Great stories can change lives, Vaccariello told the group. Storytelling in the context of family is a powerful bond from generation to generation. Children who hear stories from their parents and grandparents about how they, over the years, met and overcame adversity, are more resilient.

Sherin Pierce Sherin Pierce, the Publisher of The Old Farmer’s Almanac, North America’s oldest continuously-published vehicle for journalism and storytelling, followed Vaccariello with a story of her own: the story of how the Old Farmer’s Almanac was launched, grew and prospered for “225 years of love, luck and tradition.”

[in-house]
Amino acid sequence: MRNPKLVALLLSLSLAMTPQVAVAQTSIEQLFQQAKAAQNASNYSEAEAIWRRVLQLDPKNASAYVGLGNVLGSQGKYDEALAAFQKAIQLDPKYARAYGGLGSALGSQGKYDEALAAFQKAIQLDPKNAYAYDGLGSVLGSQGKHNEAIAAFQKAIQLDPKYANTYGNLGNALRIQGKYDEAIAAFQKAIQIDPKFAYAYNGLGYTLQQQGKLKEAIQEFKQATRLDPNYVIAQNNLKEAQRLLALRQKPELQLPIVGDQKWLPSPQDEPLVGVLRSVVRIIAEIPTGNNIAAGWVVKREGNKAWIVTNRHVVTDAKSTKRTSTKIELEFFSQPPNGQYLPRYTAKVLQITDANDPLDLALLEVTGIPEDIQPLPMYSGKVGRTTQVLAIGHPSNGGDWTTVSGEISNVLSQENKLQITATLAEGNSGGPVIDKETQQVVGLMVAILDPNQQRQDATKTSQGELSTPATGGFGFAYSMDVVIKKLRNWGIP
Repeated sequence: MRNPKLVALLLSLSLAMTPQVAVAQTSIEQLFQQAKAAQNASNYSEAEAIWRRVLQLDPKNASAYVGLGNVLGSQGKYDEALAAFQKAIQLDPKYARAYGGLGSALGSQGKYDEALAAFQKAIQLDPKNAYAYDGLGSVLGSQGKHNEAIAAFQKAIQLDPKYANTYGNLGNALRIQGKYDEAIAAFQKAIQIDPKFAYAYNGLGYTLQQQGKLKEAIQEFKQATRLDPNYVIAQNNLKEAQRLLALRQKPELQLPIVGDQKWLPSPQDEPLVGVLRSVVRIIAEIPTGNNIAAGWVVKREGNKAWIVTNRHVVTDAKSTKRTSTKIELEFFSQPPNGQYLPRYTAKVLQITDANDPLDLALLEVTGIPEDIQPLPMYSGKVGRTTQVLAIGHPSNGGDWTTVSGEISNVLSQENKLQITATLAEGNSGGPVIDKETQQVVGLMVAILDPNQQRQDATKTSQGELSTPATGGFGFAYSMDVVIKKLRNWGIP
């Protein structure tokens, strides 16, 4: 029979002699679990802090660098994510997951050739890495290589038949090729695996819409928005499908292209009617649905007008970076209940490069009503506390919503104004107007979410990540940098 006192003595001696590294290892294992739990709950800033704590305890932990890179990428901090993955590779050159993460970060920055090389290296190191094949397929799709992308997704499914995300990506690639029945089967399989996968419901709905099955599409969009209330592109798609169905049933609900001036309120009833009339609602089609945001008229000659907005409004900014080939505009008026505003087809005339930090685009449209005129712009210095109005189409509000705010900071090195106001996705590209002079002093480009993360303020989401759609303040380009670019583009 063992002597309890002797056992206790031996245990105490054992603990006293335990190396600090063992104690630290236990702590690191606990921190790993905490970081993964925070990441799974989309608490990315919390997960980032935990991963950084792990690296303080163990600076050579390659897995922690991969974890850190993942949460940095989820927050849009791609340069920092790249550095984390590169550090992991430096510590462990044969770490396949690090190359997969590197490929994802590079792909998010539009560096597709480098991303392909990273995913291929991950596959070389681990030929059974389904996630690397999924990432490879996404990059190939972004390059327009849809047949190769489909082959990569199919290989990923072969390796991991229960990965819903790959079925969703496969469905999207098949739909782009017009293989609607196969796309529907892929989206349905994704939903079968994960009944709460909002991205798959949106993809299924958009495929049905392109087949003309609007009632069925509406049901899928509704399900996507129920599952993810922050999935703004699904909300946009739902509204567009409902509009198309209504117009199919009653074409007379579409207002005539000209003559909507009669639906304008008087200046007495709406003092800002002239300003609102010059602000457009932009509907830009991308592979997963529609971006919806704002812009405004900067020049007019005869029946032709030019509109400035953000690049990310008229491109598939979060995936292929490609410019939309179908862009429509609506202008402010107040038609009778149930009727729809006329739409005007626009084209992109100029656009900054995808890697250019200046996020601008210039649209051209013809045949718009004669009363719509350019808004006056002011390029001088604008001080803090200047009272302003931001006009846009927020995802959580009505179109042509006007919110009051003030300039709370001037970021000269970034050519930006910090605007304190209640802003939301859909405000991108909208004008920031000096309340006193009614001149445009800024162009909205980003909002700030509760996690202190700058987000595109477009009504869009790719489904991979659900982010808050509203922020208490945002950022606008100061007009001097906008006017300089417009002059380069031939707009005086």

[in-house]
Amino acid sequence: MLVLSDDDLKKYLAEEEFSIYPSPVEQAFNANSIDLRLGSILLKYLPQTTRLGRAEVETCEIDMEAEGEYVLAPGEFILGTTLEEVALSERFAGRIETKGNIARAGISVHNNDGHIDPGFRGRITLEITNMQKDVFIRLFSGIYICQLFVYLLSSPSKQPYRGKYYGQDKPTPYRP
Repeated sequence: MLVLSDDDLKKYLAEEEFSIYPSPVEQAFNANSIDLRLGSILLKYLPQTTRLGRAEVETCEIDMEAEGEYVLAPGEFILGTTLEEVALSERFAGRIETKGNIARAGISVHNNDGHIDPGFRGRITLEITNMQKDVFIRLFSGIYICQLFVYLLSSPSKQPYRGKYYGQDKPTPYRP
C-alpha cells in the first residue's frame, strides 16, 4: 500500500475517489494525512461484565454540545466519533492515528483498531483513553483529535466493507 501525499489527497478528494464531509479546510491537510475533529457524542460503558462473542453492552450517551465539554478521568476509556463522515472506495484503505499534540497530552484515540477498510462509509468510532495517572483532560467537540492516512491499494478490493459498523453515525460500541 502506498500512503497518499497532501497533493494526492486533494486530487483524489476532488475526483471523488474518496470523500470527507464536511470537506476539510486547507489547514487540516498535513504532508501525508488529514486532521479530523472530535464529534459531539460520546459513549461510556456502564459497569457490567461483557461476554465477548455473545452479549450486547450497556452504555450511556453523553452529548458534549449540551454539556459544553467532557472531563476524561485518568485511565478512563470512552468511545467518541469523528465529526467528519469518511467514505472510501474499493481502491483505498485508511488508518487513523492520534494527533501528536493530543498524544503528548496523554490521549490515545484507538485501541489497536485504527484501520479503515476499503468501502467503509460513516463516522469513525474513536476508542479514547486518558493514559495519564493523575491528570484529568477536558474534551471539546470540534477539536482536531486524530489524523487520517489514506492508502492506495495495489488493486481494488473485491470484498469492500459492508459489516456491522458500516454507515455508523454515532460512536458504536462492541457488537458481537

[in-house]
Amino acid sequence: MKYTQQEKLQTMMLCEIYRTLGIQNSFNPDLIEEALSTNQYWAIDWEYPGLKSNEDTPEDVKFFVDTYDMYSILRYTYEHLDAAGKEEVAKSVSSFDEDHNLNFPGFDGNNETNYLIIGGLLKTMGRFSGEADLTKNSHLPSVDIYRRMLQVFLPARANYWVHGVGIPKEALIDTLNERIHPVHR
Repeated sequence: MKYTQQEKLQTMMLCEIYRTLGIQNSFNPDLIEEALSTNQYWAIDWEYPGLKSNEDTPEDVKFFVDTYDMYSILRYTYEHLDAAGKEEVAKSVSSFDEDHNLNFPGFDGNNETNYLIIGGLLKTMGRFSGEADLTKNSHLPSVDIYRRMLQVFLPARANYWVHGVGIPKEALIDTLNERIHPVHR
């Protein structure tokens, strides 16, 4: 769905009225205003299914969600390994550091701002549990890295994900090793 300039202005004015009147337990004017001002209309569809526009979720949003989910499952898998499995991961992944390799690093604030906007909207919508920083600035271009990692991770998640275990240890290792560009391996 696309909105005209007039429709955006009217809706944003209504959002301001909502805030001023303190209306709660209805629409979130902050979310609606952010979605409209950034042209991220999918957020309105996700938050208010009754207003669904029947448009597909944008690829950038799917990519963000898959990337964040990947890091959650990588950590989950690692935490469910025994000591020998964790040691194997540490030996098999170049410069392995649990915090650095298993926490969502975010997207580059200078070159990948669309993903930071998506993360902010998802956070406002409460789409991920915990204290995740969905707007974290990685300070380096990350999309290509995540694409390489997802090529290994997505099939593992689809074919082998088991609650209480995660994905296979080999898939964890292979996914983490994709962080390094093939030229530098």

“We speak of disruption in publishing,” Pierce told the group. “Think of the disruption in the life of Robert B Thomas, who was born in 1766, and launched the Almanac when he was only 26 years old. He was born on a farm, and before he was grown he saw how a ragtag group of farmers stood up to the might of the British Empire.” That first issue was 46 pages, with a print run of 3000 copies. And there was no RDA, no placement fees…and no returns. With this auspicious start, Thomas tripled the draw the following year.

In 1816, Pierce related, late to meet his press date, the printer called to ask for Thomas’ July weather forecast. Thomas irritably replied, “Call for rain, hail and snow!” And the printer dropped that prediction, which briefly made a laughingstock out of Thomas, into the publication. But that was the year that the eruption, in the Dutch East Indies, of Mount Tambora, brought “The Year Without a Summer”—along with a July snowfall in Boston. It was a disaster for farmers, but it made a lasting name for Robert B. Thomas, and for his Almanac.